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Chinese Hackers Have Unleashed a Never-Before-Seen Linux Backdoor
Researchers have discovered a never-before-seen backdoor for Linux that’s being used by a threat actor linked to the Chinese government.
The new backdoor originates from a Windows backdoor named Trochilus, which was first seen in 2015 by researchers from Arbor Networks, now known as Netscout. They said that Trochilus executed and ran only in memory, and the final payload never appeared on disks in most cases. That made the malware difficult to detect. Researchers from NHS Digital in the UK have said Trochilus was developed by APT10, an advanced persistent threat group linked to the Chinese government that also goes by the names Stone Panda and MenuPass.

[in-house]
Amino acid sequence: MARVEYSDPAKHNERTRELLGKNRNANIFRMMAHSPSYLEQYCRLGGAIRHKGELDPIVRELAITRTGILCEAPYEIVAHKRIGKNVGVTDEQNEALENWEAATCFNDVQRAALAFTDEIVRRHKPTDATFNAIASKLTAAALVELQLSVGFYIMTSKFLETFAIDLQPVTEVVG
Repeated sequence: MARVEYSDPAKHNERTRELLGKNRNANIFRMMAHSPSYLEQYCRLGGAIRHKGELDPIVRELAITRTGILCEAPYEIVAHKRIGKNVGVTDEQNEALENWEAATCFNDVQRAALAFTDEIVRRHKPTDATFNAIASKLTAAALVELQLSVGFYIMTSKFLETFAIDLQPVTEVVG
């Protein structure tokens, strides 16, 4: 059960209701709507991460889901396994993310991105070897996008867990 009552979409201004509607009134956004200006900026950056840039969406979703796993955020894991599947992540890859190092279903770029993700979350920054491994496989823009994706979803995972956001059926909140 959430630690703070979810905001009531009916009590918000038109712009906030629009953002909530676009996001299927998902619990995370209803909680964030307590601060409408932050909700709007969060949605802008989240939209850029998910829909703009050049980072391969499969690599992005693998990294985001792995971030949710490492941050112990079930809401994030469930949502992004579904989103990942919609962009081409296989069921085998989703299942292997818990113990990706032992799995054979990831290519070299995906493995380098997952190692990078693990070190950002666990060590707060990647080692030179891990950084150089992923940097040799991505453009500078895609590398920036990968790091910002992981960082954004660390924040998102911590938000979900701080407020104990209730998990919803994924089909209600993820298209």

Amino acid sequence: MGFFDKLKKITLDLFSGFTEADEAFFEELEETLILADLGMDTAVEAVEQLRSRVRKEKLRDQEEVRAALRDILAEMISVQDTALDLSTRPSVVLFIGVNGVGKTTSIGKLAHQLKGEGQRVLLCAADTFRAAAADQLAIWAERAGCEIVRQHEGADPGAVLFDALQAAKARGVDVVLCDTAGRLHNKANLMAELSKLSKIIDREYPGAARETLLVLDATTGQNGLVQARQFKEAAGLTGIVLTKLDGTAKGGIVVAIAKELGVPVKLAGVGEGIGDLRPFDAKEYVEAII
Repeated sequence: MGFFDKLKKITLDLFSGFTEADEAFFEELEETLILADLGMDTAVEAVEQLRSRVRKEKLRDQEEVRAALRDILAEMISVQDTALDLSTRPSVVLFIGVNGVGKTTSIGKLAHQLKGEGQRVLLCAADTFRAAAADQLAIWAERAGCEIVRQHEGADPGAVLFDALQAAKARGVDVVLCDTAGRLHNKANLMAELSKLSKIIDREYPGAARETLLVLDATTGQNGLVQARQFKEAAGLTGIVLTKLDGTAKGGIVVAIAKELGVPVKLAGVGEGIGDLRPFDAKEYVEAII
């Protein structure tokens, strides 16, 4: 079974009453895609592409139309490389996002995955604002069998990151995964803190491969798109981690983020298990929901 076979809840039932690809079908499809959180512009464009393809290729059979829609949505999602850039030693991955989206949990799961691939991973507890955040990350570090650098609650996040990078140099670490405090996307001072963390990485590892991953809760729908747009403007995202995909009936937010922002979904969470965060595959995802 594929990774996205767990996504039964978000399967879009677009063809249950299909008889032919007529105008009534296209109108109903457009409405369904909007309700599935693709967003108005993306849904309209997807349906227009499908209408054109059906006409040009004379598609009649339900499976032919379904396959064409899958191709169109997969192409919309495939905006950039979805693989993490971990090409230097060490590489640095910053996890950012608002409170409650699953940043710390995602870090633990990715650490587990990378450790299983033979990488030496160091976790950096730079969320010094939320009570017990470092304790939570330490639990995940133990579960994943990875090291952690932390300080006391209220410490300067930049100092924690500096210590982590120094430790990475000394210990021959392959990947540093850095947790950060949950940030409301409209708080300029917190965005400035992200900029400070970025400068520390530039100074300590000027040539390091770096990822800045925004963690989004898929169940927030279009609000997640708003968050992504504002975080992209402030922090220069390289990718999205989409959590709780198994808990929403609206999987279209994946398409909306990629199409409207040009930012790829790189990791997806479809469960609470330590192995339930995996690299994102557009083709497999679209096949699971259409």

Other groups eventually used it, and its source code has been available on GitHub for more than six years. Trochilus has been seen being used in campaigns that used a separate piece of malware known as RedLeaves.